"Write what you know, but be able to observe the world around you and use that as a catalyst to tell whatever story needs to be told."
That's the mission of Donja R. Love, the visionary HIV-positive, award-winning playwright who burst onto the New York City theatre scene a year ago with a set of plays committed to exploring queer love in communities of color. The first two plays of this "Love Trilogy" -- Sugar in Our Wounds and Fireflies, which premiered at Manhattan Theatre Club and the Atlantic Theatre Company, respectively -- sent audiences and critics into rapture (myself included), hailing the arrival of a new theatrical voice worthy of August Wilson or Tennessee Williams.
It's no wonder he has been awarded so many honors, including the 2018 Laurents/Hatcher Foundation Award, the 2017 Princess Grace Playwriting Award, The Lark's 2016 Van Lier New Voices Playwriting Fellowship, and the Playwrights Realm's 2016-2017 Writing Fellowship.
This past week, Love stepped away from overseeing rehearsals on his latest dive into untold stories of Afro-Queer communities to speak with me about his most personal play yet. one in two, which begins previews at the Pershing Square Signature Center on Nov. 19, derives its title from the horrific statistic that haunts black queer men of this generation: If trends continue, 50% of all black same-gender-loving men will contract HIV during their lifetime.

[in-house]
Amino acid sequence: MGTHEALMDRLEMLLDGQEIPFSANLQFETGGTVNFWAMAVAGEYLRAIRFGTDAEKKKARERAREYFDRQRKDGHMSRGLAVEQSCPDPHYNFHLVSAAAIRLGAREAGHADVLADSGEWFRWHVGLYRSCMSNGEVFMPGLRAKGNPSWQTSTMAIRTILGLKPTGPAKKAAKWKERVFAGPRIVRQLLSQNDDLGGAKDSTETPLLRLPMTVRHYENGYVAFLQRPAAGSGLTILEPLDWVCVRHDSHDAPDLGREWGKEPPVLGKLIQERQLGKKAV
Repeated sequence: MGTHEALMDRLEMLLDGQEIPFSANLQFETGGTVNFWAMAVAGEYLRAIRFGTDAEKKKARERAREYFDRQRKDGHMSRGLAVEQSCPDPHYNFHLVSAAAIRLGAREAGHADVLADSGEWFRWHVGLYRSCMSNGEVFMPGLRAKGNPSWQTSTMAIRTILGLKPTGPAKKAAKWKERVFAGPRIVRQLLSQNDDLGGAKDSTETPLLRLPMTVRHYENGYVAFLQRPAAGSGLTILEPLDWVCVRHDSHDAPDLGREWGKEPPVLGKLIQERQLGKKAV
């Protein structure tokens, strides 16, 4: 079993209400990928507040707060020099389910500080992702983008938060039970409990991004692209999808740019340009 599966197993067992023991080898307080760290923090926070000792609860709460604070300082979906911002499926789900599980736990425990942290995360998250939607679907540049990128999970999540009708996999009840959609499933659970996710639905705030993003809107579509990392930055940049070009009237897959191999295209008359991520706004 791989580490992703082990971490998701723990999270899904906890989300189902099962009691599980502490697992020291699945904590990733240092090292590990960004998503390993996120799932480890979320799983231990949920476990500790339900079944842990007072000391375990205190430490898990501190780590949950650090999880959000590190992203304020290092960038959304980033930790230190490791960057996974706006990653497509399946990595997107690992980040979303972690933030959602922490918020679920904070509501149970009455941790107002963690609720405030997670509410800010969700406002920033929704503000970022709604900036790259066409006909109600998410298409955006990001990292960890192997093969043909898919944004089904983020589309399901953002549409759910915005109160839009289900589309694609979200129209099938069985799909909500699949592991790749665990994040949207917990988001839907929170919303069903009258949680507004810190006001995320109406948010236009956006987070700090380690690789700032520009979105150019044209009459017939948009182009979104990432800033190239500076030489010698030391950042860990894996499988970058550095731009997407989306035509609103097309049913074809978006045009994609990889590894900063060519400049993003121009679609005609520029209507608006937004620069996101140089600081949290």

Far from a doom-and-gloom piece, one in two transforms the facts of its titular inspiration into a topsy-turvy exploration of, "Who am I now that I have HIV?"
"I wrote this play when I was approaching the 10-year marker of being HIV positive, and … it was so odd," said Love. "I thought it would be a victorious time, because at that point, I had been public with my status for two years, and I had done incredible work ridding myself of the shame I felt and the stigma that had been placed on me. So I thought it was going to be, 'You've got this, Donja. You're good. It'll be a celebration of not just surviving but thriving.'"
But as the date approached, Love found himself depressed and unable to get out of bed, not even to grab his laptop. So, for the first time ever, he wrote an entire play on his phone instead.